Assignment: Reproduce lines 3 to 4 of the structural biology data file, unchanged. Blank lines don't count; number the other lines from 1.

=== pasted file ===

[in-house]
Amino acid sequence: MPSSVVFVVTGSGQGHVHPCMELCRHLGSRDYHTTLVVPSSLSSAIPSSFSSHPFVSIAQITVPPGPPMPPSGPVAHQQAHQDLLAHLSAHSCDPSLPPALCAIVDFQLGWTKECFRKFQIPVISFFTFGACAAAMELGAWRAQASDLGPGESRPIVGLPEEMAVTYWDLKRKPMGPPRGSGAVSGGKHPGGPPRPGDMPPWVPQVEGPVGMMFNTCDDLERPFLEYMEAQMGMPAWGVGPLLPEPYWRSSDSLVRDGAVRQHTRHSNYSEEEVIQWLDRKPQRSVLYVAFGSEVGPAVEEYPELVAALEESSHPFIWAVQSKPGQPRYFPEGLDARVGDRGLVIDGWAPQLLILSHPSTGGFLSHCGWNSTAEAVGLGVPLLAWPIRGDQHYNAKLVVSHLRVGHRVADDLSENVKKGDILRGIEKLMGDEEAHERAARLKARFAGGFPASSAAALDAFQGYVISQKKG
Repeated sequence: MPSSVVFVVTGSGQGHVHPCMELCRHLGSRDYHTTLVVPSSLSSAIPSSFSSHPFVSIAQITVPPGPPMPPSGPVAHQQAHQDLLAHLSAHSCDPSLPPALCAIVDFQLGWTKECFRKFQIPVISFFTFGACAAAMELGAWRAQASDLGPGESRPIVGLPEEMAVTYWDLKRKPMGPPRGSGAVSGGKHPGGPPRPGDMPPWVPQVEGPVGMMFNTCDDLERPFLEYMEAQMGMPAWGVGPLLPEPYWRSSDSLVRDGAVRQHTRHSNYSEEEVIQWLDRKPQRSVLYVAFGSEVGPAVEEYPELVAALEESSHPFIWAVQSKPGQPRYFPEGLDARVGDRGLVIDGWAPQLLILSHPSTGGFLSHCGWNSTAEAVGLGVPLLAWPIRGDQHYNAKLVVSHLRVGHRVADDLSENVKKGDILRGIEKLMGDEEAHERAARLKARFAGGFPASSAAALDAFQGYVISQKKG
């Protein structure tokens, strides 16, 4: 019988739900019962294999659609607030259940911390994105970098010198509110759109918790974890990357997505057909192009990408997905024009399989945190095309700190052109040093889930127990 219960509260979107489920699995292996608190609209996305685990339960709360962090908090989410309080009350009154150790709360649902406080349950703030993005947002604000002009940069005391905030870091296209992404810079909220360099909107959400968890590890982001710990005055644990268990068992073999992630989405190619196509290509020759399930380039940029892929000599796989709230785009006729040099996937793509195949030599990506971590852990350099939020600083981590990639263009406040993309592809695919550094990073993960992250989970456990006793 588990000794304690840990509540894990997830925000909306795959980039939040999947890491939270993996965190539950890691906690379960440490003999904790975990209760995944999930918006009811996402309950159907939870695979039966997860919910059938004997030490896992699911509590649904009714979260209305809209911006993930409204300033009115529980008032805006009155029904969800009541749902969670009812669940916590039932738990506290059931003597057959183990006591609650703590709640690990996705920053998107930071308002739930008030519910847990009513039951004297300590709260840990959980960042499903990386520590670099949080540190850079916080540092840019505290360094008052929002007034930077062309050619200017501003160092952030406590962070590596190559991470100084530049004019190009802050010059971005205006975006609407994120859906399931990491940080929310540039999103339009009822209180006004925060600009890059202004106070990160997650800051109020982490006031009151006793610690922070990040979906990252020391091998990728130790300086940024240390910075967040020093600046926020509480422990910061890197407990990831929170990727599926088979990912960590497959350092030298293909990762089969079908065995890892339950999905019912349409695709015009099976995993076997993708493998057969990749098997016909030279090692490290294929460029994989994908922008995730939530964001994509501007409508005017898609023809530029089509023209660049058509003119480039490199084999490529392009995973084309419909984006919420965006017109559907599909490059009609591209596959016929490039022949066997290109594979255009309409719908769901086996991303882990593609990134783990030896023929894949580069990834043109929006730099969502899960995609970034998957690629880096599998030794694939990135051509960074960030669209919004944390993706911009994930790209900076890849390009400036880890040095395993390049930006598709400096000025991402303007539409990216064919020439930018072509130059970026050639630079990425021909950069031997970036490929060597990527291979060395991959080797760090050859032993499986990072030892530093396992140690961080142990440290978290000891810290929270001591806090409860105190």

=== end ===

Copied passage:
Repeated sequence: MPSSVVFVVTGSGQGHVHPCMELCRHLGSRDYHTTLVVPSSLSSAIPSSFSSHPFVSIAQITVPPGPPMPPSGPVAHQQAHQDLLAHLSAHSCDPSLPPALCAIVDFQLGWTKECFRKFQIPVISFFTFGACAAAMELGAWRAQASDLGPGESRPIVGLPEEMAVTYWDLKRKPMGPPRGSGAVSGGKHPGGPPRPGDMPPWVPQVEGPVGMMFNTCDDLERPFLEYMEAQMGMPAWGVGPLLPEPYWRSSDSLVRDGAVRQHTRHSNYSEEEVIQWLDRKPQRSVLYVAFGSEVGPAVEEYPELVAALEESSHPFIWAVQSKPGQPRYFPEGLDARVGDRGLVIDGWAPQLLILSHPSTGGFLSHCGWNSTAEAVGLGVPLLAWPIRGDQHYNAKLVVSHLRVGHRVADDLSENVKKGDILRGIEKLMGDEEAHERAARLKARFAGGFPASSAAALDAFQGYVISQKKG
């Protein structure tokens, strides 16, 4: 019988739900019962294999659609607030259940911390994105970098010198509110759109918790974890990357997505057909192009990408997905024009399989945190095309700190052109040093889930127990 219960509260979107489920699995292996608190609209996305685990339960709360962090908090989410309080009350009154150790709360649902406080349950703030993005947002604000002009940069005391905030870091296209992404810079909220360099909107959400968890590890982001710990005055644990268990068992073999992630989405190619196509290509020759399930380039940029892929000599796989709230785009006729040099996937793509195949030599990506971590852990350099939020600083981590990639263009406040993309592809695919550094990073993960992250989970456990006793 588990000794304690840990509540894990997830925000909306795959980039939040999947890491939270993996965190539950890691906690379960440490003999904790975990209760995944999930918006009811996402309950159907939870695979039966997860919910059938004997030490896992699911509590649904009714979260209305809209911006993930409204300033009115529980008032805006009155029904969800009541749902969670009812669940916590039932738990506290059931003597057959183990006591609650703590709640690990996705920053998107930071308002739930008030519910847990009513039951004297300590709260840990959980960042499903990386520590670099949080540190850079916080540092840019505290360094008052929002007034930077062309050619200017501003160092952030406590962070590596190559991470100084530049004019190009802050010059971005205006975006609407994120859906399931990491940080929310540039999103339009009822209180006004925060600009890059202004106070990160997650800051109020982490006031009151006793610690922070990040979906990252020391091998990728130790300086940024240390910075967040020093600046926020509480422990910061890197407990990831929170990727599926088979990912960590497959350092030298293909990762089969079908065995890892339950999905019912349409695709015009099976995993076997993708493998057969990749098997016909030279090692490290294929460029994989994908922008995730939530964001994509501007409508005017898609023809530029089509023209660049058509003119480039490199084999490529392009995973084309419909984006919420965006017109559907599909490059009609591209596959016929490039022949066997290109594979255009309409719908769901086996991303882990593609990134783990030896023929894949580069990834043109929006730099969502899960995609970034998957690629880096599998030794694939990135051509960074960030669209919004944390993706911009994930790209900076890849390009400036880890040095395993390049930006598709400096000025991402303007539409990216064919020439930018072509130059970026050639630079990425021909950069031997970036490929060597990527291979060395991959080797760090050859032993499986990072030892530093396992140690961080142990440290978290000891810290929270001591806090409860105190």